Filippos Tsitsopoulos and Ridicule as Love
On the occasion of Filippos Tsitsopoulos’s solo exhibition at Eleftheria Tseliou Gallery we interviewed the artist to discover more about the process behind his extravagant mask constructions, his expressive drawings and the connection between the two. The result was a half-hour monologue which we decided not to interrupt and transcribe with minimum editing in order to convey the artist’s stream of thought and unique personal narrative style.
Interview by Kiriakos Spirou
Images courtesy the artist
I graduated from the School of Fine Arts in Thessaloniki and then I left to Madrid for my master’s, where I lived from 1991 to 2012 with a little break between 1996-98 when I was in Athens. After Madrid I went to Liverpool for two years and after that I moved to London, where I still live. So I went through two different cultures that are also historical opponents: Spain and England. This whole trip from Athens where I was born to Thessaloniki and thereof has been extraordinary, albeit a bit dramatic. For example in Thessaloniki someone put a fire in the Fine Arts School and all my work was destroyed, my graduation project, everything. So when I went to Madrid I had nothing to show, only a few early photos. So I found myself in a foreign country without a background, and that made me forget what I had done. That turned out to be good, because I turned to painting in a much different way than what I would have done if I had stayed in Greece.
It was in Madrid where I met Julian Schnabel, who did a seminar at the school there, and after that I worked with two or three new galleries. At that time I was doing action painting, which was in trend in Spain and America but not so much in the rest of Europe. But around 2000 I felt that doing this kind of art didn’t allow me to express all the things I had felt as a little child or my relationship with theatre. My father was an actor playing classical roles mostly for the National Theatre, so I had a relationship with dressing rooms, backstage, rehearsals, all that... And I couldn’t express all that, especially through this kind of painting. I started looking for another medium wondering what could the way be to express this, and at some point when I was full of memories and things that I didn’t know what to do with, the last drop fell in the glass and I wore the first masks. In a sense it was the moment when I wore my materials for the first time.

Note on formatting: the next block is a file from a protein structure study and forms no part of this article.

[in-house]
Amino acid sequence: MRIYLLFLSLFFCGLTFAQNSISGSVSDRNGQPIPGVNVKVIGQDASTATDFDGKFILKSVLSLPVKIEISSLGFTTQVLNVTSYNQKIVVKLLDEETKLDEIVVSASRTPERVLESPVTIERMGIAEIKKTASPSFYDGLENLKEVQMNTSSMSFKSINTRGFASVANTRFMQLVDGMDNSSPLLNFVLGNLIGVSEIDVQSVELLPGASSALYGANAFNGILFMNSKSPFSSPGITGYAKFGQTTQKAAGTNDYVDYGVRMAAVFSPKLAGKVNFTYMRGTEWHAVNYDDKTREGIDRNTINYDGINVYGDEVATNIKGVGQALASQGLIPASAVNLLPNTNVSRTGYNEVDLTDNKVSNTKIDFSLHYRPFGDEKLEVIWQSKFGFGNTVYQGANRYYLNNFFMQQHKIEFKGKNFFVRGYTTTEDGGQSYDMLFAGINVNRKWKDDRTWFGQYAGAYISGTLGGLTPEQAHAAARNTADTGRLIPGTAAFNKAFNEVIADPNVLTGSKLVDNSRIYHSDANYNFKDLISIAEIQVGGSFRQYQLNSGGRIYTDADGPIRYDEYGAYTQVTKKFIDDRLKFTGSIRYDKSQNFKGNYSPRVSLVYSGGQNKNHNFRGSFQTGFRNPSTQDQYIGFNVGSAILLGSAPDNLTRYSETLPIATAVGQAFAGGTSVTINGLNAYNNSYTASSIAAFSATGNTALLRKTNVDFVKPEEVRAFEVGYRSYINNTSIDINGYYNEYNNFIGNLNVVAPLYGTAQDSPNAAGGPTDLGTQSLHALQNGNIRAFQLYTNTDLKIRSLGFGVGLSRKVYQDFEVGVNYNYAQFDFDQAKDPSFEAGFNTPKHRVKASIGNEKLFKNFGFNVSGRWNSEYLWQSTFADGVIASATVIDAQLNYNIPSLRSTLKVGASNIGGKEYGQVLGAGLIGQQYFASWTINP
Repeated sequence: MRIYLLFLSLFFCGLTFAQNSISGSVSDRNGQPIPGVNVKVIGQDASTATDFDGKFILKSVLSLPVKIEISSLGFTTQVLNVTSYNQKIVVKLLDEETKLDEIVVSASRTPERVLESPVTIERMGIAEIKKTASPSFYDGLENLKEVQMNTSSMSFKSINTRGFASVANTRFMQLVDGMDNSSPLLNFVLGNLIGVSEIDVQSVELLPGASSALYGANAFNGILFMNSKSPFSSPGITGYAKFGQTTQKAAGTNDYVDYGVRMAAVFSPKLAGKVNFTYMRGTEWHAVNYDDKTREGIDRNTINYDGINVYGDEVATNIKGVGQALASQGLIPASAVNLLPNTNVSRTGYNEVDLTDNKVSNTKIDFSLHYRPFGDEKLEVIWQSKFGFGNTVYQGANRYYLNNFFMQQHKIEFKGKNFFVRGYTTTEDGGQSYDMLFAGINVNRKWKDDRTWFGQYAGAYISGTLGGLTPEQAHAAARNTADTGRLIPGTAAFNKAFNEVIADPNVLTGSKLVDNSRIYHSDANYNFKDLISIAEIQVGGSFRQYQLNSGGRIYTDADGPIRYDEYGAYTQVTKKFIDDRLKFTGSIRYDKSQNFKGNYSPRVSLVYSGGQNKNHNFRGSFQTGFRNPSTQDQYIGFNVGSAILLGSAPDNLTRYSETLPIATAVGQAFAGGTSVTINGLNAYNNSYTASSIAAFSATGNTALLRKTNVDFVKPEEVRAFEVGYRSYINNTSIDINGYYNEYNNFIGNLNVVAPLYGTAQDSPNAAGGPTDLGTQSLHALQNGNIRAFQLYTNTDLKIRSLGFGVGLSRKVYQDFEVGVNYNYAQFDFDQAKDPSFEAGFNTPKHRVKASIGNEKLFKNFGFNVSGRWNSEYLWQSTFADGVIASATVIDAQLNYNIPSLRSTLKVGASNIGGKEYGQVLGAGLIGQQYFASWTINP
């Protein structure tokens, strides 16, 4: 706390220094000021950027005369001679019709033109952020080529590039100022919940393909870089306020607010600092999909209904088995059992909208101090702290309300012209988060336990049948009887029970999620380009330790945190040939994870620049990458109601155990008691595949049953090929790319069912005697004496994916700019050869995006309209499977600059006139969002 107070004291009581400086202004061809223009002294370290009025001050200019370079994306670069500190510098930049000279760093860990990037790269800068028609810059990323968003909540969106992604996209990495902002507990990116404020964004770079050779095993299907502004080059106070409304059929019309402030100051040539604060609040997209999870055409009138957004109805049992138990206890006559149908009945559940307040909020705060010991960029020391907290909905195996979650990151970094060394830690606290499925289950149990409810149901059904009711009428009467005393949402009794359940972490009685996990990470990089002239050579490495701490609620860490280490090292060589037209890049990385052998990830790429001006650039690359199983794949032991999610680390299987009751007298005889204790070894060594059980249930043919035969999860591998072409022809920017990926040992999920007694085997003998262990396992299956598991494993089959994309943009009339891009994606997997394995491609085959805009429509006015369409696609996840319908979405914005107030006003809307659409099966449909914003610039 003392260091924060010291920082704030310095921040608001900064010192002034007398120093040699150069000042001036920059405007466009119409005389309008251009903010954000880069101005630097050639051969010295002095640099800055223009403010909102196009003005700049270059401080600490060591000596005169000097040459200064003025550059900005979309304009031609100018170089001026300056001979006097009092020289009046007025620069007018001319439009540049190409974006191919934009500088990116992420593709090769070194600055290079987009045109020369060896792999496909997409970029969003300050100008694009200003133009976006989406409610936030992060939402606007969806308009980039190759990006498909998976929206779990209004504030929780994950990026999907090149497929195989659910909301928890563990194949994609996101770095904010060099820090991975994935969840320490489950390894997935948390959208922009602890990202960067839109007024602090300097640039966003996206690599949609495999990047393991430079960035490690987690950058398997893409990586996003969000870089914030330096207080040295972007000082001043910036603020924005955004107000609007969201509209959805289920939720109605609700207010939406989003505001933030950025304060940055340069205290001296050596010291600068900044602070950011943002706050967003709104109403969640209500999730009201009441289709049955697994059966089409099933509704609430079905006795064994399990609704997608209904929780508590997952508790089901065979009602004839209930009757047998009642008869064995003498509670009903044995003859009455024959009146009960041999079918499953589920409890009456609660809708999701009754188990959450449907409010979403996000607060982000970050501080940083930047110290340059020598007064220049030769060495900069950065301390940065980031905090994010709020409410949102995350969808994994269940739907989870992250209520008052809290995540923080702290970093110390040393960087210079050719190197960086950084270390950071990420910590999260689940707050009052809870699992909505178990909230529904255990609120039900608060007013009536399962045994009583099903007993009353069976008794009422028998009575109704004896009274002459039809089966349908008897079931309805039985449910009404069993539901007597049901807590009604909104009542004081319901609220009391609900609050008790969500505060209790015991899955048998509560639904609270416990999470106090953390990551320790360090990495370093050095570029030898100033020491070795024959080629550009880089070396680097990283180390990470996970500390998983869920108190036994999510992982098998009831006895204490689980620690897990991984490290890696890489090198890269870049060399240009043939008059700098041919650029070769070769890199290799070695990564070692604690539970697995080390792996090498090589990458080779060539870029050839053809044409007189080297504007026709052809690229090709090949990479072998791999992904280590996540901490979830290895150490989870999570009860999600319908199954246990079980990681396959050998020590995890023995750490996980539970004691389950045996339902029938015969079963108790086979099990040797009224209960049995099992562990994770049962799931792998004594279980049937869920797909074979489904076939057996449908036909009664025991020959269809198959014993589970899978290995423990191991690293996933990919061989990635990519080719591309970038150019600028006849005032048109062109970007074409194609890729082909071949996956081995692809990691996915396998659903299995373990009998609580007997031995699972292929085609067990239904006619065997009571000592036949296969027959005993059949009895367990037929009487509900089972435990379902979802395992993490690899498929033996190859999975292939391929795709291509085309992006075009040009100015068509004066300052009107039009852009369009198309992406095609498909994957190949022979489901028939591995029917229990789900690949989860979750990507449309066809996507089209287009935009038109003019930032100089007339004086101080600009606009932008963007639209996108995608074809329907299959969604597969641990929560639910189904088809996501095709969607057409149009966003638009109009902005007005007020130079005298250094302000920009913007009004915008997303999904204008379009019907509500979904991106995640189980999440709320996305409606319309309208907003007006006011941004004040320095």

That turning point was in 2002, when I started playing some monologues and filming myself doing that. I was interested in the relationship between the monologue, the text, with other texts—at first I mixed up texts and I still do—but I was interested in the idea of “ridiculing” the text, and ridiculing oneself through that. I found an absolute concept and a condition from our own reality. Because we can be listening to a text and at the same time we can detach ourselves from it, like for example one can be listening to a Bonnie Tyler song and at the same time reading Queen Margaret’s monologue. So I used this mixing of texts to make weird combinations of things that go against each other.
It was about that time that with the death of my father in 2006 there was an explosion in my practice, because I found myself having to deal with his memory and the family’s memory intertwined with the memory of the theatre. This started simply by opening my father’s drawers and gathering his belongings from all around his house. In one of the drawers I found an archive of cassettes with recordings from his rehearsals, many of them. And in some of them I found myself holding the text for him and giving him cues; I found my mother also giving him cues. The recordings were an exchange of theatrical lines between my parents... All these texts were from Shakespeare, and were recorded from 1955 to 2006, he never stopped acting. And of all the books from his collection he left on his desk a study about the human soul and funerary rituals in different cultures. It was more like a collection of things that people do after someone has passed away. So in Oceania for example when people are mourning they put squids and fish on their faces, because they believe heaven is in the sea and by doing that they come closer to their dead.